Just a Game: Learning from Kevin Everett

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Just a Game: Learning from Kevin Everett
IconFor many of us, football is the ultimate pastime.

We argue about it. We plan our schedules around it. We even have fantasy leagues based on it.

In the end, though, it's just a game.

Nothing made this more apparent than the sickening sight of Buffalo TE Kevin Everett being taken away in an ambulance on Sunday, after lying motionless on the turf for what seemed like an eternity.

Everett was rushed to the hospital, where he underwent emergency surgery for what doctors called a catastrophic and life-threatening spinal cord injury.

Later, surgeon Dr. Andrew Cappuccino didn't deliver much in the way of good news, saying he told Everett that “the chances for a full neurologic recovery were bleak, dismal”.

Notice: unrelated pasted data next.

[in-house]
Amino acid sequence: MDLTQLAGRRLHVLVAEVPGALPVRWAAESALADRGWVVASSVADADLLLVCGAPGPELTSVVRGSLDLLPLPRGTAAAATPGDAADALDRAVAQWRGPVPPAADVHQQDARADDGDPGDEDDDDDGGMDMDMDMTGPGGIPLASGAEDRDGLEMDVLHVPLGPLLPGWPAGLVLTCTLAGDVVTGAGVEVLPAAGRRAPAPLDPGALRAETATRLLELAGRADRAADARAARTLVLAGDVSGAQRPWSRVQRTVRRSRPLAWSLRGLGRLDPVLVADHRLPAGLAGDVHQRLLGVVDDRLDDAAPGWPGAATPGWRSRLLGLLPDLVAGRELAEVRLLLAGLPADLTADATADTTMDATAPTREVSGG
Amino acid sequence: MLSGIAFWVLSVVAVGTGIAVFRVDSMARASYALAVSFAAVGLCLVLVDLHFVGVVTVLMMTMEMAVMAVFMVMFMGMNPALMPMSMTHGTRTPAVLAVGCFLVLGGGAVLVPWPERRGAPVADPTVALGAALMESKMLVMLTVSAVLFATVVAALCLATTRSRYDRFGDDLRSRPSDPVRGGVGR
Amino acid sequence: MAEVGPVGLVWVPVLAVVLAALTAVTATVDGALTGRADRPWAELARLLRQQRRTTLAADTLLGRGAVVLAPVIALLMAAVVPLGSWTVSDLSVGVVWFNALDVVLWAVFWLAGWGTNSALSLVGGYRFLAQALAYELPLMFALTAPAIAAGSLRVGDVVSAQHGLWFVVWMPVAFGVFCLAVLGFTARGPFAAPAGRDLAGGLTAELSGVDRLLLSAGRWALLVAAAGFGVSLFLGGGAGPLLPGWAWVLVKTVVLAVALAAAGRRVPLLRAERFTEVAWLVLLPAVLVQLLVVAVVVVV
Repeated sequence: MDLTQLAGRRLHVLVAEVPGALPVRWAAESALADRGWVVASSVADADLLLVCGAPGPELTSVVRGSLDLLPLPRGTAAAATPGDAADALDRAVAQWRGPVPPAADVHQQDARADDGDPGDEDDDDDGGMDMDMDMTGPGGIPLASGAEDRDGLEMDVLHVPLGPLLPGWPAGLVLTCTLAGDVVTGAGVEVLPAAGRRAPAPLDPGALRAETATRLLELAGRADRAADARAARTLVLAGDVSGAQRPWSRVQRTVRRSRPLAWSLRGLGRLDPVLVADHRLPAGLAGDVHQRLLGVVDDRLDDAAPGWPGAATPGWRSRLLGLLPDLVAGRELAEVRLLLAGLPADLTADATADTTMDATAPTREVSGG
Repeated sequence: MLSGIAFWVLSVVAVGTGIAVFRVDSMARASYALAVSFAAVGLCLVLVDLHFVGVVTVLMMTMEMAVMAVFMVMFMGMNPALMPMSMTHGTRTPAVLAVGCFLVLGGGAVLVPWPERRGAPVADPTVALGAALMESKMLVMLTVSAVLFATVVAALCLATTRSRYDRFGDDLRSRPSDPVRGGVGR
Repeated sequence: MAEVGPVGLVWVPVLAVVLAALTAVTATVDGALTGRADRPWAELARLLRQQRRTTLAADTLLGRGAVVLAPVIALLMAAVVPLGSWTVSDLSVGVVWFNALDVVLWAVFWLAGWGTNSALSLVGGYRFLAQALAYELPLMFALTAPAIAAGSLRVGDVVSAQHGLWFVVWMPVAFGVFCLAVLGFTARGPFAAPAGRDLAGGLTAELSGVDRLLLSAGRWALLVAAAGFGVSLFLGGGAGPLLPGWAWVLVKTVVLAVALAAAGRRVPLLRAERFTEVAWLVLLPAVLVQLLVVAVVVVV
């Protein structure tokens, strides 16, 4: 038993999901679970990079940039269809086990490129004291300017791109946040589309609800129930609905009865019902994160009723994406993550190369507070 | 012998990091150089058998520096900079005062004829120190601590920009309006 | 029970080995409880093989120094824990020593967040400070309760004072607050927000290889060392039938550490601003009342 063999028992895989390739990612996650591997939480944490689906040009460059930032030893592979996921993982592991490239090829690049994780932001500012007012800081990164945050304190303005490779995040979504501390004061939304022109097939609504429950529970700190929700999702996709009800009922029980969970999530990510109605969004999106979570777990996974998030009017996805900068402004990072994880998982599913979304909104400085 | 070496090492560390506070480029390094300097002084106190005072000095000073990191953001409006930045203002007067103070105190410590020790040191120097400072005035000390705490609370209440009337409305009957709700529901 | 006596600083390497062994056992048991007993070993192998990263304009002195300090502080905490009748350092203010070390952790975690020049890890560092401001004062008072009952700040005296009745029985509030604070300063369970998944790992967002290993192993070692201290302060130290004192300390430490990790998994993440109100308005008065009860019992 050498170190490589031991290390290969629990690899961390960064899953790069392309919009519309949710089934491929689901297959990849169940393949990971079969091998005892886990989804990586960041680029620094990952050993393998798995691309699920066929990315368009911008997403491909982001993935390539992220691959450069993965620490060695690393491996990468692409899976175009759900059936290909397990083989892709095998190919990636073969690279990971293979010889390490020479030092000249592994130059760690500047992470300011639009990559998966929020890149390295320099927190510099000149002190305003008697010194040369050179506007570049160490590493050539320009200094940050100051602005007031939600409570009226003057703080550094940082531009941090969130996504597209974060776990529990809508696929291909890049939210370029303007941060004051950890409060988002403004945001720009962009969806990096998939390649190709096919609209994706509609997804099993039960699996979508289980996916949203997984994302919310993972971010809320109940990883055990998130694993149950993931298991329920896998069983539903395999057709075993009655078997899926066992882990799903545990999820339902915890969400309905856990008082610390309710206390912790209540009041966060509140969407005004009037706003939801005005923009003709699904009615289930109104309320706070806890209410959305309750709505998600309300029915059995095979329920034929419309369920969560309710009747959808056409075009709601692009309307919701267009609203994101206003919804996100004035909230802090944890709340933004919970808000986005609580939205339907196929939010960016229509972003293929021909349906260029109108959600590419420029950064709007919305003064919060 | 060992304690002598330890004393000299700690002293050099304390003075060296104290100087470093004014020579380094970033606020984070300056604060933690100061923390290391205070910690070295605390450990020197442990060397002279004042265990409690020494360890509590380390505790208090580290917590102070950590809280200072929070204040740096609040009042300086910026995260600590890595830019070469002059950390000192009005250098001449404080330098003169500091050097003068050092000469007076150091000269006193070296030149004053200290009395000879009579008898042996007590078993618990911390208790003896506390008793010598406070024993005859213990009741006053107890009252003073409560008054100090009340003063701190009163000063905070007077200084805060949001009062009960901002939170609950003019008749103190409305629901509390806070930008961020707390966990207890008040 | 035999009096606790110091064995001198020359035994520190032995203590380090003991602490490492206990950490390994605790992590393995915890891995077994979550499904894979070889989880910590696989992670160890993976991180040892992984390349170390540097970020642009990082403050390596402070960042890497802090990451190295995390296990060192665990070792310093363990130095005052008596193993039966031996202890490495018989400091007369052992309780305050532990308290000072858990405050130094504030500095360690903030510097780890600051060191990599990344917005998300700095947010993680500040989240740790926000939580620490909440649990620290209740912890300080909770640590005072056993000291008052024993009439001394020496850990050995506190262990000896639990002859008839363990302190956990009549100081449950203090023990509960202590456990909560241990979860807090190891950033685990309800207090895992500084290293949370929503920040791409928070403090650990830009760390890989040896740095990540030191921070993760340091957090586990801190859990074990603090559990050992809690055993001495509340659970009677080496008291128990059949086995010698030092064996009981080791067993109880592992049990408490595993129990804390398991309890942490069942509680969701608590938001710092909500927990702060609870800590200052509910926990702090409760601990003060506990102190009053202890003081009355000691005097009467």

I don't know if Kevin Everett will make a full recovery, but I do know this:

Football is the furthest thing from his mind.

Which brings me back to my earlier point:

It's just a game.

But if it's just a game, why do football players put their bodies at risk on a weekly basis?

The cynics will tell you it's all about the money, the fame, the celebrity.

But they’re wrong.

The practices, the pounding, the inability to walk the day after a game—these aren’t about glory.

The real reason players play is the simplest one of all:

They love the game.

Let's face it—all the money in the world isn’t worth getting paralyzed for, no matter how selfish a player may seem.

Next time you watch your favorite team laying it all on the line, take a minute to appreciate the sacrifice these athletes make so you can be entertained.

And next time you hear someone talk about how selfish and overpaid football players are, do me a favor:

Ask them to tell that to Kevin Everett.

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